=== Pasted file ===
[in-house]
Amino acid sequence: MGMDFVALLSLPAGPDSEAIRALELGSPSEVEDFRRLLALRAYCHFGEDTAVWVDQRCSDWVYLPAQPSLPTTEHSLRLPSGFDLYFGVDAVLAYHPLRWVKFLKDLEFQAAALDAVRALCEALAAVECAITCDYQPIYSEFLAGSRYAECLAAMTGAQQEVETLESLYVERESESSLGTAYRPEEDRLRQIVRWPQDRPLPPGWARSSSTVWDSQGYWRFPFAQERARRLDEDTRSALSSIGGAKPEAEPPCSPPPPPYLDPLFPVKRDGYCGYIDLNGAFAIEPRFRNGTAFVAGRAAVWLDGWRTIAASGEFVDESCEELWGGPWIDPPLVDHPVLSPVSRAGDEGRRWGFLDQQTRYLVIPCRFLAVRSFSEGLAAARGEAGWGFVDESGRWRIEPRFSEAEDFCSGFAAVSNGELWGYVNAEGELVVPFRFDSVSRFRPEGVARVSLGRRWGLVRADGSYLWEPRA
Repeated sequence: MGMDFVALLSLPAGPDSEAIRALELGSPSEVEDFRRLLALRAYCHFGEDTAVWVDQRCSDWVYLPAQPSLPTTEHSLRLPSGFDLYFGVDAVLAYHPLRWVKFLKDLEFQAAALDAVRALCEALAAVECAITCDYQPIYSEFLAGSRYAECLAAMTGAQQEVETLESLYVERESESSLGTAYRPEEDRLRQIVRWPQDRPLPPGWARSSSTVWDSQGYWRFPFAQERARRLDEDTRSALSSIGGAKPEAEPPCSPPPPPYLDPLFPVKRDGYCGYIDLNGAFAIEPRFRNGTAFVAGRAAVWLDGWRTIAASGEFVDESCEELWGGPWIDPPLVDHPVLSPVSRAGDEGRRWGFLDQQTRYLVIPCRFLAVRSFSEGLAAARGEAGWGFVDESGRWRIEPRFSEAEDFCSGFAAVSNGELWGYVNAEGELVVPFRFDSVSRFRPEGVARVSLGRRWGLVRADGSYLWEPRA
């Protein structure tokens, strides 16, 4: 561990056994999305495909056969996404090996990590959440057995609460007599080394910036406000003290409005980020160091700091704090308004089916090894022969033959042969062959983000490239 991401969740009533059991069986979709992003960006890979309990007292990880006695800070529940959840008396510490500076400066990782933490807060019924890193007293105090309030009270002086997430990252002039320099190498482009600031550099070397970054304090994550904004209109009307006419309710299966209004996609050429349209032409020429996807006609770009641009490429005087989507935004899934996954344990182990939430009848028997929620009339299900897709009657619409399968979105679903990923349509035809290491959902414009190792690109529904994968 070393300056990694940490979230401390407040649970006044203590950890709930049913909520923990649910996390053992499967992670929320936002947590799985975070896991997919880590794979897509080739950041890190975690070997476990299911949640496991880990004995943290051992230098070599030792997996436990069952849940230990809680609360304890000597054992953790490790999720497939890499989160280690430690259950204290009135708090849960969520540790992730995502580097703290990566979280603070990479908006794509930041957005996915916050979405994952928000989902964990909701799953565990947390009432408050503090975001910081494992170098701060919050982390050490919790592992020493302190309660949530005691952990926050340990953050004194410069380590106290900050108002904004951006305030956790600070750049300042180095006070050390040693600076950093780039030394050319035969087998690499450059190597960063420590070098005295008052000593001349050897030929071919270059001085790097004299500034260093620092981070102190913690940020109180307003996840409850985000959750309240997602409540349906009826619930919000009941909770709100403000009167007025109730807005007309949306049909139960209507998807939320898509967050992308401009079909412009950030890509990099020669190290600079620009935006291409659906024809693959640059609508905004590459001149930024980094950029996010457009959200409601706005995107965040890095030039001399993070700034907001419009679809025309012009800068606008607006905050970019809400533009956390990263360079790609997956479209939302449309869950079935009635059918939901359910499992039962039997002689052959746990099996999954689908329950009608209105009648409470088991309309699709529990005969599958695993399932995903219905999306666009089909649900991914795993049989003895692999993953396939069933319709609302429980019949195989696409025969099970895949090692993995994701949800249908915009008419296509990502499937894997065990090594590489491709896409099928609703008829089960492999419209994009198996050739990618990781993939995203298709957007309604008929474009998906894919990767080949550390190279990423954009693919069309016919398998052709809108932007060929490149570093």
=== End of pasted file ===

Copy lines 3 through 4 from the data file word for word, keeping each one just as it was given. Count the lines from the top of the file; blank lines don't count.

Repeated sequence: MGMDFVALLSLPAGPDSEAIRALELGSPSEVEDFRRLLALRAYCHFGEDTAVWVDQRCSDWVYLPAQPSLPTTEHSLRLPSGFDLYFGVDAVLAYHPLRWVKFLKDLEFQAAALDAVRALCEALAAVECAITCDYQPIYSEFLAGSRYAECLAAMTGAQQEVETLESLYVERESESSLGTAYRPEEDRLRQIVRWPQDRPLPPGWARSSSTVWDSQGYWRFPFAQERARRLDEDTRSALSSIGGAKPEAEPPCSPPPPPYLDPLFPVKRDGYCGYIDLNGAFAIEPRFRNGTAFVAGRAAVWLDGWRTIAASGEFVDESCEELWGGPWIDPPLVDHPVLSPVSRAGDEGRRWGFLDQQTRYLVIPCRFLAVRSFSEGLAAARGEAGWGFVDESGRWRIEPRFSEAEDFCSGFAAVSNGELWGYVNAEGELVVPFRFDSVSRFRPEGVARVSLGRRWGLVRADGSYLWEPRA
């Protein structure tokens, strides 16, 4: 561990056994999305495909056969996404090996990590959440057995609460007599080394910036406000003290409005980020160091700091704090308004089916090894022969033959042969062959983000490239 991401969740009533059991069986979709992003960006890979309990007292990880006695800070529940959840008396510490500076400066990782933490807060019924890193007293105090309030009270002086997430990252002039320099190498482009600031550099070397970054304090994550904004209109009307006419309710299966209004996609050429349209032409020429996807006609770009641009490429005087989507935004899934996954344990182990939430009848028997929620009339299900897709009657619409399968979105679903990923349509035809290491959902414009190792690109529904994968 070393300056990694940490979230401390407040649970006044203590950890709930049913909520923990649910996390053992499967992670929320936002947590799985975070896991997919880590794979897509080739950041890190975690070997476990299911949640496991880990004995943290051992230098070599030792997996436990069952849940230990809680609360304890000597054992953790490790999720497939890499989160280690430690259950204290009135708090849960969520540790992730995502580097703290990566979280603070990479908006794509930041957005996915916050979405994952928000989902964990909701799953565990947390009432408050503090975001910081494992170098701060919050982390050490919790592992020493302190309660949530005691952990926050340990953050004194410069380590106290900050108002904004951006305030956790600070750049300042180095006070050390040693600076950093780039030394050319035969087998690499450059190597960063420590070098005295008052000593001349050897030929071919270059001085790097004299500034260093620092981070102190913690940020109180307003996840409850985000959750309240997602409540349906009826619930919000009941909770709100403000009167007025109730807005007309949306049909139960209507998807939320898509967050992308401009079909412009950030890509990099020669190290600079620009935006291409659906024809693959640059609508905004590459001149930024980094950029996010457009959200409601706005995107965040890095030039001399993070700034907001419009679809025309012009800068606008607006905050970019809400533009956390990263360079790609997956479209939302449309869950079935009635059918939901359910499992039962039997002689052959746990099996999954689908329950009608209105009648409470088991309309699709529990005969599958695993399932995903219905999306666009089909649900991914795993049989003895692999993953396939069933319709609302429980019949195989696409025969099970895949090692993995994701949800249908915009008419296509990502499937894997065990090594590489491709896409099928609703008829089960492999419209994009198996050739990618990781993939995203298709957007309604008929474009998906894919990767080949550390190279990423954009693919069309016919398998052709809108932007060929490149570093």